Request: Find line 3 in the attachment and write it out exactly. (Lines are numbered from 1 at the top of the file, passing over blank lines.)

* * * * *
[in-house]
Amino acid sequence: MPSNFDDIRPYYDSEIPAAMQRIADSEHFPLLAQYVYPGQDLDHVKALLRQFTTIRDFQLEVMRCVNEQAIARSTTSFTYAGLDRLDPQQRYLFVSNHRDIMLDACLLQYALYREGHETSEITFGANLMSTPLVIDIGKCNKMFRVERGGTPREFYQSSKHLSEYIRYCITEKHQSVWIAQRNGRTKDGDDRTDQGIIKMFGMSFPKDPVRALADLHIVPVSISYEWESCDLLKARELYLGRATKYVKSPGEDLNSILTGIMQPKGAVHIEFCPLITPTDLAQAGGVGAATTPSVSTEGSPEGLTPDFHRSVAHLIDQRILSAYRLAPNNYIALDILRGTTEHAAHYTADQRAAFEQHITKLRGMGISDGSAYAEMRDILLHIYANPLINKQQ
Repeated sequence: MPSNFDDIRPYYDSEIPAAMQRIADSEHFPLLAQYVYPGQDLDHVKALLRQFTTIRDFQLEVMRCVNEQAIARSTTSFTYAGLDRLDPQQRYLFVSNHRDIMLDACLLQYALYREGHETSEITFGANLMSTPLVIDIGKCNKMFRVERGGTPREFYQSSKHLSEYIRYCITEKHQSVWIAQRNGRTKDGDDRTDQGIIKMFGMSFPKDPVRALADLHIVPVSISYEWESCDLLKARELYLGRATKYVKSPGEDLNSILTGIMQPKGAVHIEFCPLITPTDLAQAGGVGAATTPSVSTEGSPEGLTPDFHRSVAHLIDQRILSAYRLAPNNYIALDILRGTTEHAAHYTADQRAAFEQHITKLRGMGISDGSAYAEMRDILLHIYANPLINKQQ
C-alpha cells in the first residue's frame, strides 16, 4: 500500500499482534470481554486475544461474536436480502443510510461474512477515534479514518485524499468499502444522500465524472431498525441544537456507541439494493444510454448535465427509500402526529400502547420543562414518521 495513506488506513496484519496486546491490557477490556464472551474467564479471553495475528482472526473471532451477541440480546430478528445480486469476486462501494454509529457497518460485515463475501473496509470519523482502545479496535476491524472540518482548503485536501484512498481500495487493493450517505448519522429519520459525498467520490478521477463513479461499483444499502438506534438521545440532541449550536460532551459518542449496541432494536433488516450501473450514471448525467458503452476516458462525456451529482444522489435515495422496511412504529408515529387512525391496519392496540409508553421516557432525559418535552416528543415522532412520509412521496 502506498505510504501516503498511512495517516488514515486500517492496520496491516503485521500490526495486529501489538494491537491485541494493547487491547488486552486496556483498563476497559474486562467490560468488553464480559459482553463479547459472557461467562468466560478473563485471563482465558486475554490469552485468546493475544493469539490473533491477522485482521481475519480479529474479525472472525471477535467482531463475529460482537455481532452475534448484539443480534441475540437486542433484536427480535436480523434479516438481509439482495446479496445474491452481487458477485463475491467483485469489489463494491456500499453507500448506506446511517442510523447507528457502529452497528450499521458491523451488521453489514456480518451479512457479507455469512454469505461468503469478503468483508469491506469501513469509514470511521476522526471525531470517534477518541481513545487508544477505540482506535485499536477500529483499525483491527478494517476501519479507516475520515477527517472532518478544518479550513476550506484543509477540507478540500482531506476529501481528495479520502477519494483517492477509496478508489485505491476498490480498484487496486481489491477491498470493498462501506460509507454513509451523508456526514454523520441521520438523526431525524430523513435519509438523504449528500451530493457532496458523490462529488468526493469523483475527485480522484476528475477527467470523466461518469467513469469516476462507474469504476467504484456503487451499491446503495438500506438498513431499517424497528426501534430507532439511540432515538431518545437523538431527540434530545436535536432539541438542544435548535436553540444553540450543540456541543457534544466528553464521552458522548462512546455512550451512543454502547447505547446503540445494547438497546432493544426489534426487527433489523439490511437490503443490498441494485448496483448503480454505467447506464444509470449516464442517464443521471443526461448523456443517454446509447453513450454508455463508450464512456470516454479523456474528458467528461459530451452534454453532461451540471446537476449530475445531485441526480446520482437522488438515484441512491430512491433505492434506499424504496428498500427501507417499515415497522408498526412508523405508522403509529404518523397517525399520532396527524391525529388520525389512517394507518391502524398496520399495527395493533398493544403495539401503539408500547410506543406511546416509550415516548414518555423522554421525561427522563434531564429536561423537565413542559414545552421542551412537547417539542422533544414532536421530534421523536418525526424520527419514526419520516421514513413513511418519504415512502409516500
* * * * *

Repeated sequence: MPSNFDDIRPYYDSEIPAAMQRIADSEHFPLLAQYVYPGQDLDHVKALLRQFTTIRDFQLEVMRCVNEQAIARSTTSFTYAGLDRLDPQQRYLFVSNHRDIMLDACLLQYALYREGHETSEITFGANLMSTPLVIDIGKCNKMFRVERGGTPREFYQSSKHLSEYIRYCITEKHQSVWIAQRNGRTKDGDDRTDQGIIKMFGMSFPKDPVRALADLHIVPVSISYEWESCDLLKARELYLGRATKYVKSPGEDLNSILTGIMQPKGAVHIEFCPLITPTDLAQAGGVGAATTPSVSTEGSPEGLTPDFHRSVAHLIDQRILSAYRLAPNNYIALDILRGTTEHAAHYTADQRAAFEQHITKLRGMGISDGSAYAEMRDILLHIYANPLINKQQ